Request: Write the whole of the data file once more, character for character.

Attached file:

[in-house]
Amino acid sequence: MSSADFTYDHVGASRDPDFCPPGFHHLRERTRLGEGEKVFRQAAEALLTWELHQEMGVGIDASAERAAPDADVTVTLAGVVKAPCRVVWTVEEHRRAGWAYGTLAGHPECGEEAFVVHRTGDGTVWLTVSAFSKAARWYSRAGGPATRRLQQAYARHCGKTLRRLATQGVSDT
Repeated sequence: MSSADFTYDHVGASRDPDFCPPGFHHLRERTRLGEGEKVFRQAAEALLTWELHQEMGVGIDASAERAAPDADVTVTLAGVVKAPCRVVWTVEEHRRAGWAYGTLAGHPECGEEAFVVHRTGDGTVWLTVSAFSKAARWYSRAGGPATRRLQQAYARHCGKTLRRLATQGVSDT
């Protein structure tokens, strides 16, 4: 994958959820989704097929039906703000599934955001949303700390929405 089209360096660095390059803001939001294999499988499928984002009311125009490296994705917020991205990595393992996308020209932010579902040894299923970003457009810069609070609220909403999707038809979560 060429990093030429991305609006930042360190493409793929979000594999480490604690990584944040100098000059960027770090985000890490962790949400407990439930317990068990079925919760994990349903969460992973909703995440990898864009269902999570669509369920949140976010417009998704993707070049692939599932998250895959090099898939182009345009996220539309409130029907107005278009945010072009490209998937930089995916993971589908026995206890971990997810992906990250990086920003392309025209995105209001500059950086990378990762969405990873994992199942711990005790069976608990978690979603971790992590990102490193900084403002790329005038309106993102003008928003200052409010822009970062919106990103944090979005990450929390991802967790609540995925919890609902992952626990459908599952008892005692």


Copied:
[in-house]
Amino acid sequence: MSSADFTYDHVGASRDPDFCPPGFHHLRERTRLGEGEKVFRQAAEALLTWELHQEMGVGIDASAERAAPDADVTVTLAGVVKAPCRVVWTVEEHRRAGWAYGTLAGHPECGEEAFVVHRTGDGTVWLTVSAFSKAARWYSRAGGPATRRLQQAYARHCGKTLRRLATQGVSDT
Repeated sequence: MSSADFTYDHVGASRDPDFCPPGFHHLRERTRLGEGEKVFRQAAEALLTWELHQEMGVGIDASAERAAPDADVTVTLAGVVKAPCRVVWTVEEHRRAGWAYGTLAGHPECGEEAFVVHRTGDGTVWLTVSAFSKAARWYSRAGGPATRRLQQAYARHCGKTLRRLATQGVSDT
């Protein structure tokens, strides 16, 4: 994958959820989704097929039906703000599934955001949303700390929405 089209360096660095390059803001939001294999499988499928984002009311125009490296994705917020991205990595393992996308020209932010579902040894299923970003457009810069609070609220909403999707038809979560 060429990093030429991305609006930042360190493409793929979000594999480490604690990584944040100098000059960027770090985000890490962790949400407990439930317990068990079925919760994990349903969460992973909703995440990898864009269902999570669509369920949140976010417009998704993707070049692939599932998250895959090099898939182009345009996220539309409130029907107005278009945010072009490209998937930089995916993971589908026995206890971990997810992906990250990086920003392309025209995105209001500059950086990378990762969405990873994992199942711990005790069976608990978690979603971790992590990102490193900084403002790329005038309106993102003008928003200052409010822009970062919106990103944090979005990450929390991802967790609540995925919890609902992952626990459908599952008892005692």